Well, our local branch of Unite does a very good job of canvassing its members' opinions on pay, workplace practices, Covid arrangements, etc, and (AFAICT) lobbies as successfully on them as it can given the prevailing anti-union laws.

    On the national level though [rant='on'] it would have been nice if Mr 'Scargill-wannabe' McCluskey had either a.) attempted to canvass his members' opinions on Brexit b.) taken a line on Brexit that reflected his members' opinions (as shown through polling) or c.) asked himself, if he wasn't prepared to do either of those things, whether Brexit was actually a matter for the union at all.
  • Nick TamenNick Tamen Shipmate
    edited August 2
    Nick Tamen wrote: »
    stetson wrote: »
    re: Republicans and Trump...

    I don't think American voters usually join a political party, in the same way that Brits might join Tory or Labour.
    Yes. Reading this thread highlights for me just how differently political affiliation works in the US vs the UK. You don’t “join” a party here like it sounds like happens in the UK. There are no dues, no membership cards, and party “social clubs.” You simply choose, when you register to vote, to register as a member of a recognized party or as unaffiliated/independent. Generally, the only practical implication is that only registered members of a party can seek the nomination of the party for office. (But see Bernie Sanders.). And since registration records are public, you can expect your registration to affect mailings and other campaign communications you might receive.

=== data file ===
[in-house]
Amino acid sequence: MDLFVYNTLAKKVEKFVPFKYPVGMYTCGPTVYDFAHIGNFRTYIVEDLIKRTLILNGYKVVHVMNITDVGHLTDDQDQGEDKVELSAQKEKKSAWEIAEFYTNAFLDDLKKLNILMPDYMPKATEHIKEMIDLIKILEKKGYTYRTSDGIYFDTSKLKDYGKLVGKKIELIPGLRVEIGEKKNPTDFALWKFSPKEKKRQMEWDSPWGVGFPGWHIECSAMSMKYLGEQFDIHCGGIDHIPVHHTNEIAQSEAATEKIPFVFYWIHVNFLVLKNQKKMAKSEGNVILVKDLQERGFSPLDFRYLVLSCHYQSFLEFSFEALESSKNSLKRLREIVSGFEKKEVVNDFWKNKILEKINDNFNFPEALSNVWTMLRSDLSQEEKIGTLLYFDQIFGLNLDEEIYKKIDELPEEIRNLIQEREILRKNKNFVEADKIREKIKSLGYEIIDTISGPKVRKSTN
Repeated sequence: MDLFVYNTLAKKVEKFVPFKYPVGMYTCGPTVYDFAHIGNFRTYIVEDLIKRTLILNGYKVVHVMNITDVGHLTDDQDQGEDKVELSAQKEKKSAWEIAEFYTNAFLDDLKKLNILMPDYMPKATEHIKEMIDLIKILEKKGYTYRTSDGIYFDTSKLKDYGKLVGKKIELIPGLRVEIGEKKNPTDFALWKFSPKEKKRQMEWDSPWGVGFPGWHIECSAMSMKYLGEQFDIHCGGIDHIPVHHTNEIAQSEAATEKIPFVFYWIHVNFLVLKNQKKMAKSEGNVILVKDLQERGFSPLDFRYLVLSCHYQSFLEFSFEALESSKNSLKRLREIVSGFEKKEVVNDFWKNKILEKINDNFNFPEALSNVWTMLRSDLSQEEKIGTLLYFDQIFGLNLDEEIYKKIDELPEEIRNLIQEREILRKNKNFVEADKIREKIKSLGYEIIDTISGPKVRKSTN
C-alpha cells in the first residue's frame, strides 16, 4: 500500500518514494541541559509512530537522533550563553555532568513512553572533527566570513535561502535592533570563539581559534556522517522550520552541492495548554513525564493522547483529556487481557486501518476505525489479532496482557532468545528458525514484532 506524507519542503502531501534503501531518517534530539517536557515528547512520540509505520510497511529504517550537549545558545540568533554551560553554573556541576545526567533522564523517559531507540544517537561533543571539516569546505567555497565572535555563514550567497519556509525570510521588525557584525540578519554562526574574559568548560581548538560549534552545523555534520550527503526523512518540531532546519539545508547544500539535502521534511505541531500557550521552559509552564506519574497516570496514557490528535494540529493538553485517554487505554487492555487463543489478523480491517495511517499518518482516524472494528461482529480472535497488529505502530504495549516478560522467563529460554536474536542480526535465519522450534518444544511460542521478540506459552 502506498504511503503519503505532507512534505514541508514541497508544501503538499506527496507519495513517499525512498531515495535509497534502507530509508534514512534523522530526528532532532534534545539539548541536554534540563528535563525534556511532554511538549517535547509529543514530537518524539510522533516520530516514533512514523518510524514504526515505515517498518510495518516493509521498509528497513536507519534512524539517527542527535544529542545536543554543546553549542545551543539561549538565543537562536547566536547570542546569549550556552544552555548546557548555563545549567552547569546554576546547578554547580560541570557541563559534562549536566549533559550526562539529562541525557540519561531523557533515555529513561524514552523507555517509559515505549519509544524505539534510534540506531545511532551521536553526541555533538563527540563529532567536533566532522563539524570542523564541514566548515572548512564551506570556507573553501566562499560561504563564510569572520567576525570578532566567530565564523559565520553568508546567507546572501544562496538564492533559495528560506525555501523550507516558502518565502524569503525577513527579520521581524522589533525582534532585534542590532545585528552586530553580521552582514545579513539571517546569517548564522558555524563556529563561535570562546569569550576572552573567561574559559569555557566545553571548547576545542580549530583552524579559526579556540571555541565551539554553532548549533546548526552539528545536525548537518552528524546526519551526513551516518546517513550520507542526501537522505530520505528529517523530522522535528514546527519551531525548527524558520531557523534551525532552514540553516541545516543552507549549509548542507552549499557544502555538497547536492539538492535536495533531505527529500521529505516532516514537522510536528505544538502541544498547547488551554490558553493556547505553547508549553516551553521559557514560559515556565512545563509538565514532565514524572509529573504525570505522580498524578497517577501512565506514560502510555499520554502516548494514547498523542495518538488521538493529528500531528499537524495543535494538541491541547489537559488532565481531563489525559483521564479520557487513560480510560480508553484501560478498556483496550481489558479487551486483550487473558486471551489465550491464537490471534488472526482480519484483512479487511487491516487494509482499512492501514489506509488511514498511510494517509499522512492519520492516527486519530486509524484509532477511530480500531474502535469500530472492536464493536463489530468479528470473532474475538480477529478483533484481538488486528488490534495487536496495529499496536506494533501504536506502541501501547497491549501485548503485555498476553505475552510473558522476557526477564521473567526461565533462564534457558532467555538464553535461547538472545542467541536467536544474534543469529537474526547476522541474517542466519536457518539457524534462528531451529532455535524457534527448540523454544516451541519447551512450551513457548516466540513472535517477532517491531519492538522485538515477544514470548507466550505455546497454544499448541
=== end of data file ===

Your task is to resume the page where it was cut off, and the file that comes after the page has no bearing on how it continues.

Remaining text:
A person might join a political group, like College Republicans or Young Democrats, or might choose to become involved in party leadership. But I wouldn’t generally say I’m a “member” of the Democratic Party. I’d say I’m a registered Democrat, or simply that I’m a Democrat. It’s well-understood that for many if not most people, being registered with a party only means that’s where their preferences lie, not that they will always vote for the party. Yellow Dog Democrats and the Republican equivalent are the exception, not the rule.